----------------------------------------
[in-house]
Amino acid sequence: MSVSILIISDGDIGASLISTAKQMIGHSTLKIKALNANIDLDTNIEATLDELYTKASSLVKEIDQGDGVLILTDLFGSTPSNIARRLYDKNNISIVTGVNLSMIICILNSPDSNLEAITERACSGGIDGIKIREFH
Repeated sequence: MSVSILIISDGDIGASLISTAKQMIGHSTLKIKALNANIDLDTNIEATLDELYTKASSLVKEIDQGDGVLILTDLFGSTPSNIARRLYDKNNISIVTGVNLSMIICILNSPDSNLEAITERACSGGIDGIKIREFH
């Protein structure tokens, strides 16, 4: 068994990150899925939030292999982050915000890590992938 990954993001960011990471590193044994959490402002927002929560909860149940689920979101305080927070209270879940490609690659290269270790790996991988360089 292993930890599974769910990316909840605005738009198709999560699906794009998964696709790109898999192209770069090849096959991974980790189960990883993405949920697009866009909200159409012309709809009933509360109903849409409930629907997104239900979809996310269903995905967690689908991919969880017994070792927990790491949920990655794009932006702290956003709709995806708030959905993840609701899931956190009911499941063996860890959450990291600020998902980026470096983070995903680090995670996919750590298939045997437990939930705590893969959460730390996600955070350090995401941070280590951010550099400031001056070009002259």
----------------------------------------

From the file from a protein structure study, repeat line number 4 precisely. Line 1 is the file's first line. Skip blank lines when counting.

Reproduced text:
């Protein structure tokens, strides 16, 4: 068994990150899925939030292999982050915000890590992938 990954993001960011990471590193044994959490402002927002929560909860149940689920979101305080927070209270879940490609690659290269270790790996991988360089 292993930890599974769910990316909840605005738009198709999560699906794009998964696709790109898999192209770069090849096959991974980790189960990883993405949920697009866009909200159409012309709809009933509360109903849409409930629907997104239900979809996310269903995905967690689908991919969880017994070792927990790491949920990655794009932006702290956003709709995806708030959905993840609701899931956190009911499941063996860890959450990291600020998902980026470096983070995903680090995670996919750590298939045997437990939930705590893969959460730390996600955070350090995401941070280590951010550099400031001056070009002259």